James D. Martin
||This article includes a list of references, related reading or external links, but its sources remain unclear because it lacks inline citations. (March 2013)|
|James D. Martin|
|Member of the U.S. House of Representatives
from Alabama's 7th district
January 3, 1965 – January 3, 1967
|Preceded by||Carl Elliott|
|Succeeded by||Tom Bevill|
September 1, 1918 |
Tarrant, Jefferson County
|Political party||Democrat-turned-Republican (1962)|
|Occupation||Retired petroleum products distributor|
James Douglas Martin (born September 1, 1918) is a Republican politician from the U.S. State of Alabama. His 1962 campaign for the United States Senate was the first serious showing by an Alabama Republican since Reconstruction.
Martin was born in Tarrant near Birmingham in Jefferson County, Alabama. He received his education in the public schools and the Birmingham School of Law. In 1937, he began working in the petroleum industry. In July 1941, he enlisted in the United States Army, in which he commanded an artillery battery in Europe during World War II. He also served as an intelligence officer in the Army of Occupation and was discharged as a Major in March 1946. He returned to his occupation as a petroleum products distributor.
Originally a conservative Democrat, Martin joined the GOP to challenge the reelection in 1962 of Senator Joseph Lister Hill. No Republican had even opposed Hill since his initial election in 1944, when John A. Posey had drawn 17 percent of the vote. Hill recognized that a backlash among some southern white voters against the administration of U.S. President John F. Kennedy could weaken his own prospects for a fifth and final term. He hence devised an effective strategy which only barely staved off defeat: denounce Kennedy's ongoing intervention in the desegregation of the University of Mississippi at Oxford but simultaneously extol the "Alabama Democratic Party" and deny inconsistency between his status as a Washington insider and his membership in a rebellious state party. Hill blamed the federal judiciary for desegregation and recalled that President Dwight D. Eisenhower, a Republican, had intervened in a similar situation in the desegregation of Central High School in 1957 in Little Rock, Arkansas.
The Hill-Martin race drew considerable national attention. The liberal columnist Drew Pearson wrote from Decatur, Alabama, that "for the first time since Reconstruction, the two-party system, which political scientists talk about for the South, but never expect to materialize, may come to Alabama." The New York Times viewed the Alabama race as the most vigorous off-year effort in modern southern history but predicted a Hill victory on the basis that Martin had failed to gauge "bread-and-butter" issues and was viewed as an "ultraconservative."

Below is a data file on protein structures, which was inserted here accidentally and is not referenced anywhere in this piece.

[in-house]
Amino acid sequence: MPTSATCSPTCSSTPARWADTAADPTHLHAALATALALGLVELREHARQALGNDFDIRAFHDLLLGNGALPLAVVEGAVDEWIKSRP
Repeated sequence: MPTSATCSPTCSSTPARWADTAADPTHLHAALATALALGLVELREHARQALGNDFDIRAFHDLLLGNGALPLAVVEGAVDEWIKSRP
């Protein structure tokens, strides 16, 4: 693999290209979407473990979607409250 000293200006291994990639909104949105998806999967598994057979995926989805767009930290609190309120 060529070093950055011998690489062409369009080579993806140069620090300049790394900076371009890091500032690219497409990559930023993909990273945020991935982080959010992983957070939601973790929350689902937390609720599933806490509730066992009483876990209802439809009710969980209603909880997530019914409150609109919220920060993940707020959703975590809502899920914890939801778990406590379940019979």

Martin lost by 6,019 votes, having polled 195,134 ballots (49.1 percent) to Hill's 201,937 (50.9 percent). Turnout dropped sharply in 1962, compared to 1960, when presidential electors dominated the ballot, and the state split between Democrat electors for Kennedy-Johnson and an unpledged slate, Richard M. Nixon trailed with 41.7 percent of the Alabama vote in 1960. Martin obtained majorities in thirty of the sixty-seven counties and carried two of the largest, his native Jefferson and Hill's native Montgomery by sixteen percentage points
In 1964, buoyed by attention from his previous Senate campaign, Martin was elected to the House of Representatives in the 89th Congress during the Goldwater landslide in Alabama which saw several other Republicans elected to the House. He gave up the House seat after one term, however, in order to run for governor of Alabama in 1966. Martin was overwhelmingly defeated by Lurleen Wallace, wife of outgoing Governor George C. Wallace He even ran behind Republican John Grenier, who was unsuccessfully challenging U.S. Senator John Sparkman that year.
Martin also ran for the Senate in 1972 but lost the Republican nomination to former Postmaster General Winton Blount, who in turn was easily defeated by incumbent John Sparkman. Martin ran again in 1978, first against the Alabama Supreme Court Justice Howell Heflin, the Democratic nominee to succeed the retiring Senator Sparkman. He switched races to face Donald W. Stewart to fill the unexpired term of James B. Allen, who died in office. However, Stewart, who first beat Allen's widow, Maryon Allen, in the primary, went on to defeat Martin. Martin then returned to work in the petroleum industry.
In 1987, Guy Hunt, the first Republican governor of Alabama since Reconstruction, appointed Martin commissioner of the Alabama Department of Conservation and Natural Resources.
Martin is among the oldest living former members of the U.S. Congress.
- Robert A. Diamond, ed., Congressional Quarterly's Guide to U.S. Elections, 2nd ed., Washington, D.C., 1985, p. 609
- The Huntsville Times, October 26, 1962; Mobile Register, October 2, 1962
- The Huntsville Times, October 24, 1962
- The New York Times, October 31, 1962, p. 14; in its article, The Times did not mention the 1961 special election for the U.S. Senate in Texas in which John Tower emerged as the long-term Republican successor to Lyndon B. Johnson.
- Diamond, Congressional Quarterly's Guide, p. 609
- "James D. Martin Wildlife Park". showmelocal.com. Retrieved February 23, 2012.
- James Douglas Martin
- James D. Martin at the Biographical Directory of the United States Congress
- The Political Graveyard
|United States House of Representatives|
|Member of the U.S. House of Representatives
from Alabama's 7th congressional district